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Life at home can impact a kids reading habit

“There’s no such thing as a non-reader. There’s just a kid who hasn’t found the right book yet,” said Summer Reading program director at the Idaho Falls Public Library, Ryan Congdon.

With such a busy world around us and things constantly fighting for our attention, picking up a book to read sometimes isn’t our first choice, especially for kids.

“I don’t read all the time because, TV, Video games, I do that sometimes,” said library visitor, Garrison.

However, choosing to read is still a choice kid’s are making.

“I really like books because they’re kind of exciting, and they’re more interesting than movies because they have more details and all that sort of thing.”

For Garrison, it’s a joy he found first in his home.

“We have a lot of books at our house.”

For other families, reading isn’t actively encouraged.

“Across all spectrum of the community, there are lower income families where just reading isn’t important, and there are upper-income families where reading isn’t important. They’re just doing other things.”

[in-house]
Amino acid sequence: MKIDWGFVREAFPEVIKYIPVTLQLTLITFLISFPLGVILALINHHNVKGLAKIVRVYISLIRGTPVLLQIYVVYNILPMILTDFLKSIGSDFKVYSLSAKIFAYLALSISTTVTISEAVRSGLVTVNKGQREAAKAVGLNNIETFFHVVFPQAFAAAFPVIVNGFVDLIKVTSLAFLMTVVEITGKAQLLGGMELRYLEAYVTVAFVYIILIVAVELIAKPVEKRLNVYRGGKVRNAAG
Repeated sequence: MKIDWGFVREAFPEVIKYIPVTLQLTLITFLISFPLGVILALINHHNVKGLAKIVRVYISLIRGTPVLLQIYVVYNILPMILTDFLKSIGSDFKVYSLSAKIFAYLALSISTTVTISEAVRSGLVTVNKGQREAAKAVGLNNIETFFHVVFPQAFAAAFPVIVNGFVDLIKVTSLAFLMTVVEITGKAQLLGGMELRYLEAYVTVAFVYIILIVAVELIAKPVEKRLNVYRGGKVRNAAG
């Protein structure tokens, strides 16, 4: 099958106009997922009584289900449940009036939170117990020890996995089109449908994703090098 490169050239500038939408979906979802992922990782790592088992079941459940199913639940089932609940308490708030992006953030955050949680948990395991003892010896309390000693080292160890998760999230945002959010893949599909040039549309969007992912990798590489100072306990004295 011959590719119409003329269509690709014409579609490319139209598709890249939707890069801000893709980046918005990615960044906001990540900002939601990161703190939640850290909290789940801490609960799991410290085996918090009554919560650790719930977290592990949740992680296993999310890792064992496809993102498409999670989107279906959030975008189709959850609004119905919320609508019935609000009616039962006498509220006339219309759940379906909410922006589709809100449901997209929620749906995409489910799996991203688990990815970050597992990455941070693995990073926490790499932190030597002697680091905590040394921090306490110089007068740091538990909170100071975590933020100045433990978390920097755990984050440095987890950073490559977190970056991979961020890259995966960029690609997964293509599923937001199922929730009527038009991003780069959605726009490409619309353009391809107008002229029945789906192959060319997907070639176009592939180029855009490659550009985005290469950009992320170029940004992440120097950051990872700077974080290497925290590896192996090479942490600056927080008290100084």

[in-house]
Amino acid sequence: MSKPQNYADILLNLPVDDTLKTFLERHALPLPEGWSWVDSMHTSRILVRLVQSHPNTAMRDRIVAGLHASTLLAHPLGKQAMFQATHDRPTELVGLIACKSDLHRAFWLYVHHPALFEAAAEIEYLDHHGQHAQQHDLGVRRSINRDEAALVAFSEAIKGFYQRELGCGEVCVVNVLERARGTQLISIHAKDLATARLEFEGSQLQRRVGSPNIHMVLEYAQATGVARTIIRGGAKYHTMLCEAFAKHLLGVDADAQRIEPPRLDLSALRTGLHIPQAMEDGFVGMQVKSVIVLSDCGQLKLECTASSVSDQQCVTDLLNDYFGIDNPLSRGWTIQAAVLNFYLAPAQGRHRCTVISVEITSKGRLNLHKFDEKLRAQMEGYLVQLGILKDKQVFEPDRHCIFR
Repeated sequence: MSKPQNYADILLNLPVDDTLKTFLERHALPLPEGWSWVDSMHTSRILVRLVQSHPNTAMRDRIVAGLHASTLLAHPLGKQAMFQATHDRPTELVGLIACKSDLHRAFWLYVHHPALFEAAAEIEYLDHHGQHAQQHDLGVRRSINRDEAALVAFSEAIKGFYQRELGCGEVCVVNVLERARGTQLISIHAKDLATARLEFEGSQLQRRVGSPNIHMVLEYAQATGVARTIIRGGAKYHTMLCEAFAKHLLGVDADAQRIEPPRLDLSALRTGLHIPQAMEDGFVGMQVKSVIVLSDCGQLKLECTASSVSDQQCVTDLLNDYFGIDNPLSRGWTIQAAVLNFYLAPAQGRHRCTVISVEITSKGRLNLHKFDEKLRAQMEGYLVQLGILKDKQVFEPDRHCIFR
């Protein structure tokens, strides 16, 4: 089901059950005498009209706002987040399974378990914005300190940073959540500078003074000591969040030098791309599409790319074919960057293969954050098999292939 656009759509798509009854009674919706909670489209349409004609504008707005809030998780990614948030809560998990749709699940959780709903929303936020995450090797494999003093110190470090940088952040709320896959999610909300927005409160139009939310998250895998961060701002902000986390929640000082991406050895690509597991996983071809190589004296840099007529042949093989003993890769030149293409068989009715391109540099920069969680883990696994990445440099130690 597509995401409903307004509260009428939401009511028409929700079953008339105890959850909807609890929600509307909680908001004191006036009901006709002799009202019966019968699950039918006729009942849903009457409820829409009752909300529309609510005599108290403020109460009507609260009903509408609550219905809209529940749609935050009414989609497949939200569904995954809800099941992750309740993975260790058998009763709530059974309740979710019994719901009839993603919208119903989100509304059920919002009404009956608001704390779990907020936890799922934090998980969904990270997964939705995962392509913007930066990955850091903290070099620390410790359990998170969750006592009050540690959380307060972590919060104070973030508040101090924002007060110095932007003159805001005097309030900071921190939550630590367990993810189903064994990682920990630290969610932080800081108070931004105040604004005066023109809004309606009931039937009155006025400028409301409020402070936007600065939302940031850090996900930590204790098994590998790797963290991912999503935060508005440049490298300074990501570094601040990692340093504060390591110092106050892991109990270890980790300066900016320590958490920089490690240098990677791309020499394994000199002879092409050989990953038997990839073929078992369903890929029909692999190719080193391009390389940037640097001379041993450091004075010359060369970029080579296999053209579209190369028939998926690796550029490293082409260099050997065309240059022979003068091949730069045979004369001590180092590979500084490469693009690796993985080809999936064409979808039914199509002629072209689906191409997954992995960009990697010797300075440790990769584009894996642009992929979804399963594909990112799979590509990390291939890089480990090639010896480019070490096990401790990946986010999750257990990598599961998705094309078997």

When it’s not something they’ve been taught to find joy in, it can make a kid more reluctant to pick up a book in the first place.

At the Idaho Falls Public Library, programs are in place to help kids discover the adventures a book can take them on.

There are also reading programs for parents as well.

“A lot of parents, just, they didn’t have that growing up maybe and now they want to offer it to their kids, but they don’t know where to start. We’re here as the library to offer these programs completely free of charge.”

While kids are in school, picking up a book is much more likely, but during the summer they get distracted with so many other great activities that the books tend to stay on the shelf.

Except at the Idaho Falls Public Library, “Summer reading is always our busiest time of the year. We have thousands of people who sign up for our summer reading programs.”

In case you’re wondering why it’s so important that your kid finds joy in flipping the pages, Garrison says. “It makes you sort of smarter, and you use reading or writing for every job that you have. Reading helps you learn new words that can help.”

You can sign up for a summer reading program at the Idaho Falls Public Library here.

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